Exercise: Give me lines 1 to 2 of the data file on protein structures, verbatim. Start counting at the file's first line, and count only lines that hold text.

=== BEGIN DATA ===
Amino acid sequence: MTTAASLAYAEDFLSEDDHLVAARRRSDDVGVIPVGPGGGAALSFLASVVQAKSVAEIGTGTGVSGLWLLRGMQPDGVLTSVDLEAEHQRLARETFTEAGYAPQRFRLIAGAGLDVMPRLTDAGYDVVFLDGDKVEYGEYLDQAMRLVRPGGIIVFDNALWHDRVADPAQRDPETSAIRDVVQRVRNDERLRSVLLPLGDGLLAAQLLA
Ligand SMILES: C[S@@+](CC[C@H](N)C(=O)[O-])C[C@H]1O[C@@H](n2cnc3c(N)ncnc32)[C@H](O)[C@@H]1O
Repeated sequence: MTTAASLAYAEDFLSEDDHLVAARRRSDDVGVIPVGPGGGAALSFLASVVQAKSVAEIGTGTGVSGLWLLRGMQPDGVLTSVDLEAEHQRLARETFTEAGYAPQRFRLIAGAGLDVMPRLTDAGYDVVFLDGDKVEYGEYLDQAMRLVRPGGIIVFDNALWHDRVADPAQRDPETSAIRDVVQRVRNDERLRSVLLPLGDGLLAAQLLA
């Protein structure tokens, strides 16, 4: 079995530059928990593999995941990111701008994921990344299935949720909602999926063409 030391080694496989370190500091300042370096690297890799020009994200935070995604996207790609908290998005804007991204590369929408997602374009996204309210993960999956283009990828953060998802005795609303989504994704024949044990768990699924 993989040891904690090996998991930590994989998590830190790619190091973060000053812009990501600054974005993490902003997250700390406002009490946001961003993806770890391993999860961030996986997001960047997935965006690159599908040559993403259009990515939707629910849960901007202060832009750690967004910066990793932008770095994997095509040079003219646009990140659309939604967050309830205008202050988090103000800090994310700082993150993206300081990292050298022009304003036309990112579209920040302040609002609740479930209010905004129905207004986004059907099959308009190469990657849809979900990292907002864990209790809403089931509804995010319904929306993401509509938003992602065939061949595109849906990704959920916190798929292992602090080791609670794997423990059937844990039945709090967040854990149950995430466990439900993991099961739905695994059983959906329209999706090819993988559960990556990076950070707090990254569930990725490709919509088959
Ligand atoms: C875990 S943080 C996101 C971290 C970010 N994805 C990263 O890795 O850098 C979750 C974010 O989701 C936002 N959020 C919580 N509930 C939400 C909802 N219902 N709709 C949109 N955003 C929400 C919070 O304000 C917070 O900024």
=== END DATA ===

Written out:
Amino acid sequence: MTTAASLAYAEDFLSEDDHLVAARRRSDDVGVIPVGPGGGAALSFLASVVQAKSVAEIGTGTGVSGLWLLRGMQPDGVLTSVDLEAEHQRLARETFTEAGYAPQRFRLIAGAGLDVMPRLTDAGYDVVFLDGDKVEYGEYLDQAMRLVRPGGIIVFDNALWHDRVADPAQRDPETSAIRDVVQRVRNDERLRSVLLPLGDGLLAAQLLA
Ligand SMILES: C[S@@+](CC[C@H](N)C(=O)[O-])C[C@H]1O[C@@H](n2cnc3c(N)ncnc32)[C@H](O)[C@@H]1O